Opal (Zn/Si) ratios as a nearshore geochemical proxy in coastal Antarctica

Katharine R. Hendry*, Rosalind E. M. Rickaby

*Corresponding author for this work

Research output: Contribution to journalArticle (Academic Journal)peer-review

26 Citations (Scopus)

Abstract

[1] During the last 50 years, the Antarctic Peninsula has experienced rapid warming with associated retreat of 87% of marine and tidewater glacier fronts. Accelerated glacial retreat and iceberg calving may have a significant impact on the freshwater and nutrient supply to the phytoplankton communities of the highly productive coastal regions. However, commonly used biogenic carbonate proxies for nutrient and salinity conditions are not preserved in sediments from coastal Antarctica. Here we describe a method for the measurement of zinc to silicon ratios in diatom opal, (Zn/Si)(opal), which is a potential archive in Antarctic marine sediments. A core top calibration from the West Antarctic Peninsula shows (Zn/Si)(opal) is a proxy for mixed layer salinity. We present down-core(Zn/Si)(opal) paleosalinity records from two rapidly accumulating sites taken from nearshore environments off the West Antarctic Peninsula which show an increase in meltwater input in recent decades. Our records show that the recent melting in this region is unprecedented for over 120 years.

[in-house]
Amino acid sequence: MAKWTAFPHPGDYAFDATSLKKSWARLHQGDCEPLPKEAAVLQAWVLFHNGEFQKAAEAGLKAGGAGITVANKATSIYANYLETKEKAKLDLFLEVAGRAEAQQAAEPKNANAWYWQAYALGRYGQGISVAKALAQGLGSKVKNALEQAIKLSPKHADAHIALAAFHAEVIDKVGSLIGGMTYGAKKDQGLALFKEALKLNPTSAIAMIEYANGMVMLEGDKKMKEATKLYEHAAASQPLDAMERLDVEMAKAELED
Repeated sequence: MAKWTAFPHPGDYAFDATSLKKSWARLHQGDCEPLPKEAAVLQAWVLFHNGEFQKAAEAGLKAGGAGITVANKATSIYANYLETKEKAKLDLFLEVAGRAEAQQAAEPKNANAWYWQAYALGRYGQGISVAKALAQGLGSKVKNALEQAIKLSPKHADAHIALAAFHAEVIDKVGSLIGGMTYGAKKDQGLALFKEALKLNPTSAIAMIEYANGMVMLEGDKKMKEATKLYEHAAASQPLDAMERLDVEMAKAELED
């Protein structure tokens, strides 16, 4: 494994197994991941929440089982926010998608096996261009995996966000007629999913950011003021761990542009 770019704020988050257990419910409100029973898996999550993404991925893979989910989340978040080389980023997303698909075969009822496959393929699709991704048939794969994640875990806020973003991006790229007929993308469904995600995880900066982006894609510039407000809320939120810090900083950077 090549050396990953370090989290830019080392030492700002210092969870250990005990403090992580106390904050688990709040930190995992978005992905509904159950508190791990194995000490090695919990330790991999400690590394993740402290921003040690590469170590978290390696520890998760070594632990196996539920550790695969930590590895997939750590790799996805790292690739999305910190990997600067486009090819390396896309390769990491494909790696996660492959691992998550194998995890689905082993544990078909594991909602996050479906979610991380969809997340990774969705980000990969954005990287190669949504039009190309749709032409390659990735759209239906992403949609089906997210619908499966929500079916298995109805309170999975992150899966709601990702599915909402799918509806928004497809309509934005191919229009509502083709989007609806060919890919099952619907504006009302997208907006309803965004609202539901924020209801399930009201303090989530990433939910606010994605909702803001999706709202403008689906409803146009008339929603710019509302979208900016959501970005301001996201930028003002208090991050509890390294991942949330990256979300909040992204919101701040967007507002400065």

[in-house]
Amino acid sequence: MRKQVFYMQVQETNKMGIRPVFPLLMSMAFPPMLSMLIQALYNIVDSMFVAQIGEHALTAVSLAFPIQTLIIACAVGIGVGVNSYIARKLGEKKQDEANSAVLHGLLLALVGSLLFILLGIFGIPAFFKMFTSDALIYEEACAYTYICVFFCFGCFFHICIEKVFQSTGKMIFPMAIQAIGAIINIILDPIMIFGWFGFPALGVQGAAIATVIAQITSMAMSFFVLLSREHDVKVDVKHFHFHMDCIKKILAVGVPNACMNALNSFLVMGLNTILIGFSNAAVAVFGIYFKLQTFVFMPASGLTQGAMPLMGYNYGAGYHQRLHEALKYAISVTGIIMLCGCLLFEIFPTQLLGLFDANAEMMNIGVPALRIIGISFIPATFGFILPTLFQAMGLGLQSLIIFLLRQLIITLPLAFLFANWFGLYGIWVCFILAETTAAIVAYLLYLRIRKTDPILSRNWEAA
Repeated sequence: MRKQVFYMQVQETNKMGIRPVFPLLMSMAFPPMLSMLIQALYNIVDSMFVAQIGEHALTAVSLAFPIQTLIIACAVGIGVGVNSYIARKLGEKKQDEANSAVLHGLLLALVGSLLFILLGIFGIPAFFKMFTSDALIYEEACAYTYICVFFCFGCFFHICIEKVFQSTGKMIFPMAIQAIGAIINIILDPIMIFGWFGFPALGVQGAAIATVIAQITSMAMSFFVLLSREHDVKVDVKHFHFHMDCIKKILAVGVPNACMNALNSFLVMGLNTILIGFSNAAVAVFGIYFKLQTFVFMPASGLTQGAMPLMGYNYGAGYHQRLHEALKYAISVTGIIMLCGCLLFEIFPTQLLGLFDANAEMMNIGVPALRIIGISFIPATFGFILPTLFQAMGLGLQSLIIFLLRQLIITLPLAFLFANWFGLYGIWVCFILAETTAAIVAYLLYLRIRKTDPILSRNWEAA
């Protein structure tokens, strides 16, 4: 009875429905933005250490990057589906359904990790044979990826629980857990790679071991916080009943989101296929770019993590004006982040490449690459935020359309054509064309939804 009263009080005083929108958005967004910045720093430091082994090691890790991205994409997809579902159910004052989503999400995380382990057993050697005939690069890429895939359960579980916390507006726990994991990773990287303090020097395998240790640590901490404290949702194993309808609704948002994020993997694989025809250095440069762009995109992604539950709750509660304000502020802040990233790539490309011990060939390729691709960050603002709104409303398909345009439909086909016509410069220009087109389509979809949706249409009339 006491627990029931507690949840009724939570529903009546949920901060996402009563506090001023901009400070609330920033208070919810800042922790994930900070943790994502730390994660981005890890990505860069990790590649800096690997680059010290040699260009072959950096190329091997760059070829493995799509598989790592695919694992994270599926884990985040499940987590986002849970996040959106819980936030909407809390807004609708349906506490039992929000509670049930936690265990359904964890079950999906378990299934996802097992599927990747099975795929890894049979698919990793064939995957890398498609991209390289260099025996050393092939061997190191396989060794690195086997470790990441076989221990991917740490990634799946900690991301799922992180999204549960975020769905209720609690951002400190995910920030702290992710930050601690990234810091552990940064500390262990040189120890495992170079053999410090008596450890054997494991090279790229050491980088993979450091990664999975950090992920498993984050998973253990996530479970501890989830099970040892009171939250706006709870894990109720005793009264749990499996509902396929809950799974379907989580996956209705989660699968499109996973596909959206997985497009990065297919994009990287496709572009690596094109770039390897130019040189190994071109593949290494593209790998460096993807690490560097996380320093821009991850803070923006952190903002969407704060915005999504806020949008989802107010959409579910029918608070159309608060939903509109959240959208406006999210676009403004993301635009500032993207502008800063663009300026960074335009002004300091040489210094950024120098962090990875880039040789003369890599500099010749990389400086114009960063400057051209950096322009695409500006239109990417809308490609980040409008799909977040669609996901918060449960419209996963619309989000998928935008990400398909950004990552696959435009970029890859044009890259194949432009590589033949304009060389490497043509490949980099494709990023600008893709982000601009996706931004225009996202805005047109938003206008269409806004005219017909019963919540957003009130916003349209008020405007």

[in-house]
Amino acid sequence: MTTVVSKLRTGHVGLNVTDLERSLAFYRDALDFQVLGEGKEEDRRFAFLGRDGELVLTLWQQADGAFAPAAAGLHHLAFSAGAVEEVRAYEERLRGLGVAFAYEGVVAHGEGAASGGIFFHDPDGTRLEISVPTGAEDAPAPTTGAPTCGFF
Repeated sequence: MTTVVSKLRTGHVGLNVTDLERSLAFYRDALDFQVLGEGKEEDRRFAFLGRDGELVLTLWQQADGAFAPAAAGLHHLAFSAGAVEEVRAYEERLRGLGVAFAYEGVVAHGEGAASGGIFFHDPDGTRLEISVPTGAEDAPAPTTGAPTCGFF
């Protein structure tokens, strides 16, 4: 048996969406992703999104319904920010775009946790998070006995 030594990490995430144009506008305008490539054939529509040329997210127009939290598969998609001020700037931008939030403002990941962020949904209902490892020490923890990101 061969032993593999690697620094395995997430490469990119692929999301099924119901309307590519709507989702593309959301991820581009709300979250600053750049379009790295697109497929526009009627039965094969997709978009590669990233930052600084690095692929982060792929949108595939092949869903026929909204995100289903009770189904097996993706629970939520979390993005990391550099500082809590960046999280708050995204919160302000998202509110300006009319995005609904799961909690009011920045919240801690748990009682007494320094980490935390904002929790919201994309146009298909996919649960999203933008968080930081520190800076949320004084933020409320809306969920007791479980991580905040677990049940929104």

Original languageEnglish
Article number2218
Number of pages12
JournalPaleoceanography
Volume23
Issue number2
DOIs
Publication statusPublished - 18 Jun 2008

Keywords

  • ZINC
  • VI ICE SHELF
  • CONTINENTAL-SHELF
  • WEDDELL SEA
  • BIOGENIC SILICA
  • MARINE-SEDIMENTS
  • ELEMENTAL COMPOSITION
  • PENINSULA
  • CLIMATE-CHANGE
  • SOUTHERN-OCEAN

Cite this